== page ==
Adventists firmly believe that spiritual gifts still exist in the church today and that they’re key to helping God’s people fulfill their mission of sharing the good news of Jesus (Ephesians 4:14–16).
First, we find nothing in the Scriptures that indicate these gifts would end after the time of the early church or that they are going to end soon.
If the gifts ended with the death of the apostles, then for all those long centuries of church history, did the body of Christ function without any of the gifts in operation? Do none of those gifts exist in the church today?
That hardly sounds feasible.
In fact, Paul confirms that these gifts are to continue in the church until the second coming of Jesus. He writes:
“So that you come short in no gift, eagerly waiting for the revelation of our Lord Jesus Christ, who will also confirm you to the end, that you may be blameless in the day of our Lord Jesus Christ” (1 Corinthians 1:7–8, NKJV).
Next, if the spiritual gifts had ceased with the end of the Apostolic Age, it would mean that all those New Testament Bible texts dealing with the gifts are of no real value to the church today, which is contrary to what the Bible says about itself:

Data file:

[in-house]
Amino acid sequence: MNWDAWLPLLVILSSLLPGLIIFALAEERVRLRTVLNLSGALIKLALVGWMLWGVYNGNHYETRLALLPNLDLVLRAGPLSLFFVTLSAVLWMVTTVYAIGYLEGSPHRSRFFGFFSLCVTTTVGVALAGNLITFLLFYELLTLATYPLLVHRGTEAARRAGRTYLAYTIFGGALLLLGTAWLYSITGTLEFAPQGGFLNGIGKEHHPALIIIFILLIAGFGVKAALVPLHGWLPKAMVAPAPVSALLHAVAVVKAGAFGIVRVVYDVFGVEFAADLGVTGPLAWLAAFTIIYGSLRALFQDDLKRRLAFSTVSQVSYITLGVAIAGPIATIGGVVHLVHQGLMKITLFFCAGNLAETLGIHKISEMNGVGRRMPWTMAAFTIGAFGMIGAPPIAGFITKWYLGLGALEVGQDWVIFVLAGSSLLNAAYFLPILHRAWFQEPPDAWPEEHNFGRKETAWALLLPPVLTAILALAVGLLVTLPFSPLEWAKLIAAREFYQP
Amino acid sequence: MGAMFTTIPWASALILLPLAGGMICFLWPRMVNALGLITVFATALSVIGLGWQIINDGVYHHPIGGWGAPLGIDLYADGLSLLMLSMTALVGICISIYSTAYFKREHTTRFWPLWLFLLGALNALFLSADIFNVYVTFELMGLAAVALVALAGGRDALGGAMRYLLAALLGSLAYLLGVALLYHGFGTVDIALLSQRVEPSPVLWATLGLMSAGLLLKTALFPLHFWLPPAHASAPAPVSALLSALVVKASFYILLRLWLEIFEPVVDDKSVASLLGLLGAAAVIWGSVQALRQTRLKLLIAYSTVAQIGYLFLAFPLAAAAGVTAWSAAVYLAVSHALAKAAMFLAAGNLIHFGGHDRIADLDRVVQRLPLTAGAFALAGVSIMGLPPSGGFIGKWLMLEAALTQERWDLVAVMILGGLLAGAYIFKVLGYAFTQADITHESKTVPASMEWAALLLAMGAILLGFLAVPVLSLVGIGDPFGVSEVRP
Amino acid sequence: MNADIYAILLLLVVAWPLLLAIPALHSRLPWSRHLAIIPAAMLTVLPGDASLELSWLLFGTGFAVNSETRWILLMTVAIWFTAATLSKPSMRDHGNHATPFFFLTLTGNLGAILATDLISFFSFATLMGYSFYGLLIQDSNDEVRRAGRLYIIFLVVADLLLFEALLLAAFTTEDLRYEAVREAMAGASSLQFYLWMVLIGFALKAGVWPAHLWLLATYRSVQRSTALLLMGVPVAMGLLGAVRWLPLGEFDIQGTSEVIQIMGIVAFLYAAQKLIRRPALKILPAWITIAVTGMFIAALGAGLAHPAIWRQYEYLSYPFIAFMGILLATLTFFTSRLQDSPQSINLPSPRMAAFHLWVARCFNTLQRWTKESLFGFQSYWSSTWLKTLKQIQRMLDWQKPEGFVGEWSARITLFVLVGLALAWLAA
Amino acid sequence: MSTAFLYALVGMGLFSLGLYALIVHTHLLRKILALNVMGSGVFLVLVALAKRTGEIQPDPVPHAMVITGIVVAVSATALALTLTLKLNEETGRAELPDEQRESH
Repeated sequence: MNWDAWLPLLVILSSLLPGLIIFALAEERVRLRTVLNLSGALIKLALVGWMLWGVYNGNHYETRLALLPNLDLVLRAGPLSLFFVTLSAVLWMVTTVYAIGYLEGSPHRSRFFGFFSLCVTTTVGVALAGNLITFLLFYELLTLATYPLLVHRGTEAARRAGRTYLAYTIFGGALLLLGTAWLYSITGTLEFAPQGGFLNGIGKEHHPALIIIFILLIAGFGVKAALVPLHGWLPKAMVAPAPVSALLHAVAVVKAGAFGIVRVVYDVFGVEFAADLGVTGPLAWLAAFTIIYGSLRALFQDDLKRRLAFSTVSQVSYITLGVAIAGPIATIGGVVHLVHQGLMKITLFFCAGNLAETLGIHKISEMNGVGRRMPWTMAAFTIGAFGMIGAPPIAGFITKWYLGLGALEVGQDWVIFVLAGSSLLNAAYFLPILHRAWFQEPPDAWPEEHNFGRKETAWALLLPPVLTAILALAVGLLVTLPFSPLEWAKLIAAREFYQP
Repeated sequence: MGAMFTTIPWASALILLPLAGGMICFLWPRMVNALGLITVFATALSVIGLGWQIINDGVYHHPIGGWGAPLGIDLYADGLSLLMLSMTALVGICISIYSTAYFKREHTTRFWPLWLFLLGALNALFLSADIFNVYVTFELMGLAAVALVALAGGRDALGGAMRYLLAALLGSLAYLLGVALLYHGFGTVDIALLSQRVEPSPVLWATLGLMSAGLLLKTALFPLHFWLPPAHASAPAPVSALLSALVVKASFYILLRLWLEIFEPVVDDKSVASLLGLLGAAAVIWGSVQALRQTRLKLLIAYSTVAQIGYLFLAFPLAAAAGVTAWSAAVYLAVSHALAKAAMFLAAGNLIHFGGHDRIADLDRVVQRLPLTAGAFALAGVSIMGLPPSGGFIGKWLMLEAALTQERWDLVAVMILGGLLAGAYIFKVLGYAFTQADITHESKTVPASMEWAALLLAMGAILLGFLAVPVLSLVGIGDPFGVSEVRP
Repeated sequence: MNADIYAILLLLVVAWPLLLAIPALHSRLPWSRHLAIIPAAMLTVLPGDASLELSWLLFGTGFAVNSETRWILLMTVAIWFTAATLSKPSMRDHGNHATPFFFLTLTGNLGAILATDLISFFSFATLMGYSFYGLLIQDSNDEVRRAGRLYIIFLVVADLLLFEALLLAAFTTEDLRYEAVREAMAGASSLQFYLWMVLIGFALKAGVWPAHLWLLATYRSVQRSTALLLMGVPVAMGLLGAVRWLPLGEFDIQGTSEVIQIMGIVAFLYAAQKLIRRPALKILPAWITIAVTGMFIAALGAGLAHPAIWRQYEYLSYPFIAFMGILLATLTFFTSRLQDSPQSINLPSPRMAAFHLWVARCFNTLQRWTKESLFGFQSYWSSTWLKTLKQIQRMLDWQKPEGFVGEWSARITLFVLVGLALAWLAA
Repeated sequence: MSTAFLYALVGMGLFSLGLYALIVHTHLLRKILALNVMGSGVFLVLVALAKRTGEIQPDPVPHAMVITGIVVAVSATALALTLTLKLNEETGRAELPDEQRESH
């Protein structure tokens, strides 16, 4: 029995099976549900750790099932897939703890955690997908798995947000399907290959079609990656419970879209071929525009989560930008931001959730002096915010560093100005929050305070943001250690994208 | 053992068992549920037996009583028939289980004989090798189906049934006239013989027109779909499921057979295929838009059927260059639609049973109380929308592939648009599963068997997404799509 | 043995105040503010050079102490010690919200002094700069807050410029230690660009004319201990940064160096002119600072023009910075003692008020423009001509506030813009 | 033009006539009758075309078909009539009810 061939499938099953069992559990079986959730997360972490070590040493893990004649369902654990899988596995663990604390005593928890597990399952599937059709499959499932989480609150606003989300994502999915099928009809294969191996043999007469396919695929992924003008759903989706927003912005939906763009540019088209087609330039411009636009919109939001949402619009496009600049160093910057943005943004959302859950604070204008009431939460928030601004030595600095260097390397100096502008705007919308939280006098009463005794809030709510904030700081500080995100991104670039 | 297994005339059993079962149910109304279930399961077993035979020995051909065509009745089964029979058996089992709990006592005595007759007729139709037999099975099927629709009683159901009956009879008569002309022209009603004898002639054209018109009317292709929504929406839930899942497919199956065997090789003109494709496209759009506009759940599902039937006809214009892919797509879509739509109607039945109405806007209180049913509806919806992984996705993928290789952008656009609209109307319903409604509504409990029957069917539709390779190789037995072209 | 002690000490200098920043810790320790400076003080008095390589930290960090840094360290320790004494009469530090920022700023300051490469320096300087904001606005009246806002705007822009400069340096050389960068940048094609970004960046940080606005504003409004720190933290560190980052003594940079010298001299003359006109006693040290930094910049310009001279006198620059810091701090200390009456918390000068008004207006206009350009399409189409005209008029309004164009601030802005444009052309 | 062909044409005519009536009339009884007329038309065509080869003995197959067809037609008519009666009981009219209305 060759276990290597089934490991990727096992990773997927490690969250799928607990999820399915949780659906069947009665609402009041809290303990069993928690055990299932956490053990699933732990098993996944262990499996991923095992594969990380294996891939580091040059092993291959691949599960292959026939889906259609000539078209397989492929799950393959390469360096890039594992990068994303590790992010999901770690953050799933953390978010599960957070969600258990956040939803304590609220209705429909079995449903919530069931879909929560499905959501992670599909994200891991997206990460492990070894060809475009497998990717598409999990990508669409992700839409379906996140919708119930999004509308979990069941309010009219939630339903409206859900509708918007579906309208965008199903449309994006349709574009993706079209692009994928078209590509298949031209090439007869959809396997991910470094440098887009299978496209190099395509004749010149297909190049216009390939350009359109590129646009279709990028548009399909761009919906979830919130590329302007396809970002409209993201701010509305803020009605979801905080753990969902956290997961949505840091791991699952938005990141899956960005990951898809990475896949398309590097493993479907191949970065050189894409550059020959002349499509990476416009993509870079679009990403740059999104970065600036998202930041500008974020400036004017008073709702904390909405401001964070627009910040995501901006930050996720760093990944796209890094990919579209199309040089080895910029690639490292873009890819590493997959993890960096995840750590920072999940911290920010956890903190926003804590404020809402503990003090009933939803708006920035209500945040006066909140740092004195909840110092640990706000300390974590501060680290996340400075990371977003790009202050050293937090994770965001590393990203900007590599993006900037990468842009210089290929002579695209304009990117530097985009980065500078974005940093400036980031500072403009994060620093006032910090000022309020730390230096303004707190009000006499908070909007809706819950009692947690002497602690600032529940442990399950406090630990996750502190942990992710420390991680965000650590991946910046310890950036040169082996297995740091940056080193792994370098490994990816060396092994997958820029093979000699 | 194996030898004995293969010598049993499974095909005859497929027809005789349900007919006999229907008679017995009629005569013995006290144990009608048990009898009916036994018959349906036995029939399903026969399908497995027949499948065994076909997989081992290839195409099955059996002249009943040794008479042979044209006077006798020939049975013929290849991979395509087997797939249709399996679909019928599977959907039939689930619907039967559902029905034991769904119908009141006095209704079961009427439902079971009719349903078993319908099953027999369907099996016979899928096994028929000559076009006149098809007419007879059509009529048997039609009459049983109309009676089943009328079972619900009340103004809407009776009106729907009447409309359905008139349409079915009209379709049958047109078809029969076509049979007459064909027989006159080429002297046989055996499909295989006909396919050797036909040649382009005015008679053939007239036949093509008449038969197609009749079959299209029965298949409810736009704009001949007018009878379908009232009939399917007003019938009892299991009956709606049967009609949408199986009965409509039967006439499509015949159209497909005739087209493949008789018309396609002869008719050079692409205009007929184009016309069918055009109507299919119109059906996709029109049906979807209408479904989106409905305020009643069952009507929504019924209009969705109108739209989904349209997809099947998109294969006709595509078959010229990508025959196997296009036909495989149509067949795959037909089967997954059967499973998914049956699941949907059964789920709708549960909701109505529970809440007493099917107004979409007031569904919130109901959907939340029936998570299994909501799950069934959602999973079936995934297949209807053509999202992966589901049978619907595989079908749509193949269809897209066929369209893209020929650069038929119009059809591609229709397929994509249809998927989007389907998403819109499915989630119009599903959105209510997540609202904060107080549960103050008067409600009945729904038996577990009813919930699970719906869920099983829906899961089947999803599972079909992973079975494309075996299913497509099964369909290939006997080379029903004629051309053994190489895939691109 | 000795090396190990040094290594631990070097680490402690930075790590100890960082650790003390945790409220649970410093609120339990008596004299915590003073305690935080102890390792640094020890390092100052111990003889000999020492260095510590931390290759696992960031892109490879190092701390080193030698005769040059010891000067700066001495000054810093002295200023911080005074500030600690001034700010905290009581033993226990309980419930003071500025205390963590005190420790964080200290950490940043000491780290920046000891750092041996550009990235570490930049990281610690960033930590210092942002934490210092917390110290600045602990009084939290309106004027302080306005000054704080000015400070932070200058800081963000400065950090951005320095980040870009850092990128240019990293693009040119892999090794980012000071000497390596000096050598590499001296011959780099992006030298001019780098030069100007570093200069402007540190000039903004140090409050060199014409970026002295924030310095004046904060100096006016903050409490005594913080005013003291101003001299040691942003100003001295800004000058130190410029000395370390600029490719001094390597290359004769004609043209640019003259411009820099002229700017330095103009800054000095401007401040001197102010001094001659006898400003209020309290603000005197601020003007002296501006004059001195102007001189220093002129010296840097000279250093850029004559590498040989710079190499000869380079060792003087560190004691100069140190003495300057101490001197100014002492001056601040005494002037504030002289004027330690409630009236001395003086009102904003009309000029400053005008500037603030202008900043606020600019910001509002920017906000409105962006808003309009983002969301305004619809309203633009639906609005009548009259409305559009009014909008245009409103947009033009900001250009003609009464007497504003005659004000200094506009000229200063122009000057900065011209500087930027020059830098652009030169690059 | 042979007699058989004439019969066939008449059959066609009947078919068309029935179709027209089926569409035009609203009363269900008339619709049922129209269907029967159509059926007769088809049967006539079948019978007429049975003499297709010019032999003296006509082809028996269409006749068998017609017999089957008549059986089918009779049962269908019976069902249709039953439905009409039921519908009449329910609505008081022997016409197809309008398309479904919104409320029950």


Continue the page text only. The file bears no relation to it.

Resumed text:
“All Scripture is given by inspiration of God, and is profitable for doctrine, for reproof, for correction, for instruction in righteousness, that the man of God may be complete, thoroughly equipped for every good work” (2 Timothy 3:16, NKJV).
Also, when you consider the purpose of the gifts—to give power to those witnessing for the gospel—then wouldn’t those gifts continue to be given as long as this work is not complete?
For this reason, the Adventist Church encourages its members to discover their spiritual gifts. The Adventist Youth Department provides a spiritual gifts assessment that allows individuals to figure out what their gifts are.
What about the gift of prophecy?
Just like the other spiritual gifts are still relevant to the church, Adventists believe that the gift of prophecy also remains and has a special role for God’s people at the end of time. It’s no doubt an important gift because it’s mentioned in nearly every Bible text that talks about spiritual gifts (Romans 12:6–8; 1 Corinthians 12:8–10; 1 Corinthians 12:28).